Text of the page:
Limitations to patent rights: compulsory licenses in the Polish legal system
Both Polish and international law provide certain institutions that — even though not extensively used in practice — allow to interfere with a patent holder’s exclusive right to use an invention. We would like to dedicate this entry in our cycle Patents Without Secrets to offer you an overview of the Polish regulation in the area of compulsory licenses.
This issue gains particular importance for instance in the context of an epidemiological threats — we dealt with compulsory licenses with regard to the avian flu pandemic when the patent office in Taiwan issued such a license for Tamiflu. Currently, considering the ongoing (and already apparently approaching its finale) race for an effective SARS-COV2 vaccine, we might be confronted with situations where the entities developing such vaccines are forced to incorporate into their products solutions that are already protected by patents held by someone else — a question therefore rises how can we reconcile the public interest associated with the purpose of the research being conducted with individual rights of inventors. How can we guarantee that industrial property law, while keeping an inventor protected, does not impede launching health-, and lifesaving vaccines or medicines into the market? In cases of such a conflict of interests compulsory licenses might come in handy.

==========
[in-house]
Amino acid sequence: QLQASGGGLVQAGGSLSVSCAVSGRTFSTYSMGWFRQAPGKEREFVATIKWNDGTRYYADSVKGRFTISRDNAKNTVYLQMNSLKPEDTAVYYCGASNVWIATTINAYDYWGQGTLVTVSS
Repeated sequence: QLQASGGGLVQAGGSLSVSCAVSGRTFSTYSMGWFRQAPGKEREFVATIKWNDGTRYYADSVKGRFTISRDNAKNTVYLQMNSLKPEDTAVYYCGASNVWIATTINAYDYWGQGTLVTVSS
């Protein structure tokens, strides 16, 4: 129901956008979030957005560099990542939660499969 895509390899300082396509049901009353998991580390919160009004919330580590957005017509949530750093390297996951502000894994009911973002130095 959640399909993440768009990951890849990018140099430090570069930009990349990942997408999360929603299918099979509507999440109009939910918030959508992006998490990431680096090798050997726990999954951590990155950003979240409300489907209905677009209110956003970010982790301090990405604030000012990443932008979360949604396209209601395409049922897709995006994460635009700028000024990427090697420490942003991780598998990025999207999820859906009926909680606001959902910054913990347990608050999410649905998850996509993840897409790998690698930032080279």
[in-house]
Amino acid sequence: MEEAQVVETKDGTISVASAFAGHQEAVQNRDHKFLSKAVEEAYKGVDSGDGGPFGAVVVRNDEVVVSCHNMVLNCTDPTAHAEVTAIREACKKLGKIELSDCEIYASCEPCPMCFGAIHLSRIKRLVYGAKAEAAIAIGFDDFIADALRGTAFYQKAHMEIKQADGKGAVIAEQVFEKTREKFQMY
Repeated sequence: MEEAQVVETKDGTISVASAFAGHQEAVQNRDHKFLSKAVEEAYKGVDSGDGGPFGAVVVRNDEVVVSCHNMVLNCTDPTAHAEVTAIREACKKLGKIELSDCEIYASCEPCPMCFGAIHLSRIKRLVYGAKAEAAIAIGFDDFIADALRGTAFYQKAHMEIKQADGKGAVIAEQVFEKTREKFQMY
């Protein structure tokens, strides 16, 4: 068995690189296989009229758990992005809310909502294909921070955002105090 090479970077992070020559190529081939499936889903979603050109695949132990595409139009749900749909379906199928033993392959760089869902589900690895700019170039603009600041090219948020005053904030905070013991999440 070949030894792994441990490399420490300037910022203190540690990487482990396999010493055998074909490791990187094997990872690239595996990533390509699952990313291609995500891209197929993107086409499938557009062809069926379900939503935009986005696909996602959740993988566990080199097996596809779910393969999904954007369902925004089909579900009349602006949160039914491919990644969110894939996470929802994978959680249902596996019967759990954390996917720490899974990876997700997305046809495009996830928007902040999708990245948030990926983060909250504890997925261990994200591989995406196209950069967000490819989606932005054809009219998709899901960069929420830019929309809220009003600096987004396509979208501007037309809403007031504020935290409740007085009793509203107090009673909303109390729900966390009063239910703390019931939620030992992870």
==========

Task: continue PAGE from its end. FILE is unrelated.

The definition of a compulsory license
At the level of the domestic law we can find the proper regulation concerning compulsory licenses in the Act of 30 June 2000 — Intellectual Property Law (hereinafter: IPL). The precise shape of currently binding provisions is a result of the performance of the obligations arising from the TRIPS Agreements and from acts of the European Union law by the Polish legislator.
Under Article 82, the term “compulsory license” shall be understood as a permission to use an invention patented by another person, that can be granted by the Polish Patent Office (hereinafter: PPO) in three enumeratively indicated cases: threats to national security, abuse of a patent and with regard to dependent patents.
We need to stay acutely aware that the name “license” might be misleading to a certain extent; we are not dealing with one of the licensing agreements at this moment. The rules pertaining to them do not apply here. As it is rightly pointed out in the commentary to the IPL edited by prof. Sieńczyło-Chlabicz, we are preoccupied in fact with “an extraordinary, compulsory form of an authorization to use a patented invention of third parties, that is given on the grounds of an administrative decision”.
Threats to national security